We embrace the love of God, the love of neighbor, and the love of learning.
<i>Our devotion to one another is a key part of our community.</i>
Our devotion to one another is a key part of our community.
<i>Living life together is a joy in the HRC.</i>
Living life together is a joy in the HRC.
<i>Our to the love of God, neighbor, and learning make our community supportive, collaborative, and imaginative.</i>
Our to the love of God, neighbor, and learning make our community supportive, collaborative, and imaginative.

Coat of Arms

The HRC coat of arms follows traditional heraldric principles and makes use of traditional heraldric colors. As a whole, the shield represents Faith, and the individual symbols, functioning together, invoke John 14:6: "Jesus told his disciples, 'I am the way and the truth and the life. No one comes to the Father except through me.'" Our motto, Fides quaerens intellectum ('Faith seeking understanding'), was one of the favorite sayings of St. Anselm of Canterbury, and it reminds us that all quest for the truth is predicated on Faith.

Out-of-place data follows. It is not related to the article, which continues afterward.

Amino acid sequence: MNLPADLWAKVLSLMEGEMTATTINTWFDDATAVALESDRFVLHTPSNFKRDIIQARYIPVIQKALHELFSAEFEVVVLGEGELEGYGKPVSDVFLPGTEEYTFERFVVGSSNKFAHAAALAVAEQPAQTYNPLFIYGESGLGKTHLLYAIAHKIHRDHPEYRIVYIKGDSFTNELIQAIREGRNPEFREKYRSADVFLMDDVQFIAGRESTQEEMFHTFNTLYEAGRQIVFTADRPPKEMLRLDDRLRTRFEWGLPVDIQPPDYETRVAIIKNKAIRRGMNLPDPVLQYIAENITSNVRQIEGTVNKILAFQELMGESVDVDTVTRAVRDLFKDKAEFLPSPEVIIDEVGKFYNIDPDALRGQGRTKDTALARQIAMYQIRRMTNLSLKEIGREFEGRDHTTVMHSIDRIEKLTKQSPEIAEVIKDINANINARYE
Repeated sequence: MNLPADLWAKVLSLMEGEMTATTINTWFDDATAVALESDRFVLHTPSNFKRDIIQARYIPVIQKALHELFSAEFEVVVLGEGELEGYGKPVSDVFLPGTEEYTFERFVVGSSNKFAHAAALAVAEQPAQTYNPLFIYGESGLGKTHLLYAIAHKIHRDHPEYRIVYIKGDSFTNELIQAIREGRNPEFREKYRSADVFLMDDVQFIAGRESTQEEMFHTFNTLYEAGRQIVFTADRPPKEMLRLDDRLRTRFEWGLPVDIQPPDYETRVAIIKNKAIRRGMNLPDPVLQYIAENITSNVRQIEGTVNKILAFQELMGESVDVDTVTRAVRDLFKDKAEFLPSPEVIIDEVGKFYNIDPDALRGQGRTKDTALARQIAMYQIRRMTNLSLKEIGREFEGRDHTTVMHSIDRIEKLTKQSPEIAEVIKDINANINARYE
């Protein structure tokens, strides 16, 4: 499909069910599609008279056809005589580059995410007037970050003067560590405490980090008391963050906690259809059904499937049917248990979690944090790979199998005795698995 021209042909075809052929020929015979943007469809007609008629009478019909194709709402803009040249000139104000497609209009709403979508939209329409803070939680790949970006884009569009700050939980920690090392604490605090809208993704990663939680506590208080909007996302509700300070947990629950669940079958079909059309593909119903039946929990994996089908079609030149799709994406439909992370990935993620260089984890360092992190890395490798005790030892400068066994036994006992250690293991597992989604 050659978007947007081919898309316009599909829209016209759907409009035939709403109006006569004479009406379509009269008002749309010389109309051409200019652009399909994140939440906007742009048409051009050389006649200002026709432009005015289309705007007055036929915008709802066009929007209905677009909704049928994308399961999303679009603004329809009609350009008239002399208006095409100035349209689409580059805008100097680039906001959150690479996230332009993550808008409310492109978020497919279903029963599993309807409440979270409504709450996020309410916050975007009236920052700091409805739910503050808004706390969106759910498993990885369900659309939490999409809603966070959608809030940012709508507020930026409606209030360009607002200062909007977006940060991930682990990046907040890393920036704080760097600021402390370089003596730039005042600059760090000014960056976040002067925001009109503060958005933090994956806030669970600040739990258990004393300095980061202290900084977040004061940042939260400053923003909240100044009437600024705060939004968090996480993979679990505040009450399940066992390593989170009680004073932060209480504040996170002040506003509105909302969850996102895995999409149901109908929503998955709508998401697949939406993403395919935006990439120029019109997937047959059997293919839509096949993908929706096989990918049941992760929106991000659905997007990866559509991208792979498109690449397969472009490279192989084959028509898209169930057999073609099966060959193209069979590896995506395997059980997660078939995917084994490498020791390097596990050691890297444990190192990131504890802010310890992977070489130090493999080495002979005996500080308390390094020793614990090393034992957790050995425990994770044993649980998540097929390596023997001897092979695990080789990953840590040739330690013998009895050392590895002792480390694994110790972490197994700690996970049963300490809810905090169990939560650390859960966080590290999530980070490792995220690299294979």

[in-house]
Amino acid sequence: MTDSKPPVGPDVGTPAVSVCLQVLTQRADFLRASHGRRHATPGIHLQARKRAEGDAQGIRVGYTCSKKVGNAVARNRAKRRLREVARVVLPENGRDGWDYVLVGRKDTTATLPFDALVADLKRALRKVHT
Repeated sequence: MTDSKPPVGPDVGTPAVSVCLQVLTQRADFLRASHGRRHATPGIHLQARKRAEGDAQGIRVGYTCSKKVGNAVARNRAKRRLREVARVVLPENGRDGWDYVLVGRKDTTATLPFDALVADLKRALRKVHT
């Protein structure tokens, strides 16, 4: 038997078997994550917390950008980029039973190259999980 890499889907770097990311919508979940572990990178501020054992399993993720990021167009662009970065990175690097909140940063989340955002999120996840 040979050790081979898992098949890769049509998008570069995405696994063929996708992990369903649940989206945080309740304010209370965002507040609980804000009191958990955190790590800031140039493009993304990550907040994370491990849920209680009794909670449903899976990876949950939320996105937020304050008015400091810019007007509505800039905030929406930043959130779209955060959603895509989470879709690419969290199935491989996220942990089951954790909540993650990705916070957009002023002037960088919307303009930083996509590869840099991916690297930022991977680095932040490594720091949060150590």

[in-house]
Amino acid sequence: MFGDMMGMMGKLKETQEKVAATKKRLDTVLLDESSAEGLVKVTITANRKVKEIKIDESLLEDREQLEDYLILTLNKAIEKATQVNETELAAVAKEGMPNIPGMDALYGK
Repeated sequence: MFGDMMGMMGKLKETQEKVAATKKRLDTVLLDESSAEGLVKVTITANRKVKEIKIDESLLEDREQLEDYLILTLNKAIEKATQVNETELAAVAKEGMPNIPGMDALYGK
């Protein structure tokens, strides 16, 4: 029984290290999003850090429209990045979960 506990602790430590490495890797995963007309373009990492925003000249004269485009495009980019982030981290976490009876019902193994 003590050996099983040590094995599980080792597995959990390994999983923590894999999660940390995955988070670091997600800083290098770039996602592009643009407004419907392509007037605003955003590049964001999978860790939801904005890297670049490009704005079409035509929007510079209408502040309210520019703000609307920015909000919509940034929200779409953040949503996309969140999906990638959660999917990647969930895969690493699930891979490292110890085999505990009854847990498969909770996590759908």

The radiant sun in the upper section represents the light, shining down upon the open book, which signifies the Honors College student's quest for truth ("veritas") through learning. The colors of the book--red and white--point to the Theological Virtue of caritas, or "Charity," which HRC members seek to exemplify at Baylor and within the community at large. The upturned chevron reminds us, ultimately, that all learning must be directed toward the Good, and that, as human beings, our ultimate end is, as Thomas Aquinas puts it, "the vision of God in His Essence."